Surprising National Trends for the U.S. 2012

At Bite San Diego, we’re always curious to see what kind of food trends are happening, either locally or nationally. According to Phil Lempert, editor in chief of SupermarketGuru, there are national trends to heed. Below are tidbits on each point Lempert makes.

1. Food prices

This will rise as we see environmental conditions and production costs change. Consumers will opt for ways of reducing the payment by using coupons and shopping at non-traditional food stores. Look for a new option of “lay-away” plans… but for food. This generation is expected to be called the “forever frugal consumer” which will probably have the positive outcome of encouraging consumers to slim down.

2. Never shop or eat alone again

See that group food experiences are increasing with a “let’s meet& eat” mentality. Food trucks tweet their locations and flash food raves assemble underground at midnight. It is about three C’s: connection, conversation and a sense of community.

According to Lempert, one key to success will be embracing LoSoPhoMo – mobile marketing enhanced by the location, social and camera features of mobile devices. Expect the next app updates to include “social rewards” for these groups who shop together – much like the original concept of warehouse clubs – offering steep discounts for its members.

3. The Baby Boomers keep right on truckin’

Lempert states that the generation of 76 million who started turning 65 years old last year will control 52% of the total $706 billion spent on groceries by 2015 – making them the largest food influencers and purchasers. The Baby Boom generation (which comprises shoppers aged 48 to 65) is expected to have a longer average lifespan — 74.1 years for men and 79.5 years for women — and as a result are becoming more interested in those foods and beverages that offer them health and wellness benefits.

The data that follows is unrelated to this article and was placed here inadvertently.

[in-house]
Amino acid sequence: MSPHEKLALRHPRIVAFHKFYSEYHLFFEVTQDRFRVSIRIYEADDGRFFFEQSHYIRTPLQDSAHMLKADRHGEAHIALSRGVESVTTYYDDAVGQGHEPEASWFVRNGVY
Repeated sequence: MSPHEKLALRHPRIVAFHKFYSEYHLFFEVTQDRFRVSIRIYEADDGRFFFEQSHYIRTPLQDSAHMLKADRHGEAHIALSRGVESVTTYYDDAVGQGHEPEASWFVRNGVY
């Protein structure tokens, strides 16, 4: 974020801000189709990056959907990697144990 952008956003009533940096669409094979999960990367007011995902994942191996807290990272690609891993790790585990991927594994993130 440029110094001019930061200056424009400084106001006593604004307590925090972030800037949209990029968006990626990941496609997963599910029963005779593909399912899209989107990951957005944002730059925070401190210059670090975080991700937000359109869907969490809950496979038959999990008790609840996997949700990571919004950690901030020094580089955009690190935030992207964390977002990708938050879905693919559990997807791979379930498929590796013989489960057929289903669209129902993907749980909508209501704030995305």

Expect supermarkets to cater to the Boomers, not only by offering the foods, beverages and services to satisfy their growing interest (and need) for health, but to take a good look at the physical shopping experience to make sure that the aisles are wide, to lower the shelves, and most importantly, to make them feel welcome and respected.

 4. Increased Emphasis on the “Farm to Fork” Journey

Last year, we saw more consumers “buy local” but now people are concerned with how food makes it from the farm to the food because of food safety scares and simply how food makes it to our families. Lempert finds statistics worth noting: according to the American Farm Bureau’s 2010 Young Farmers and Ranchers Survey, nearly 99% of farmers and ranchers aged 18 to 35 have access to and use the Internet, and nearly three-quarters of those surveyed have a Facebook page. In September of this year, the United States Farmers and Ranchers Alliance (USFRA) launched an annual $11 million program designed to open the dialogue with consumers.

Notice how there’s an increase in advertising and television programs starring these real food experts (versus actors pretending to know their food).

5. The end of the checkout lane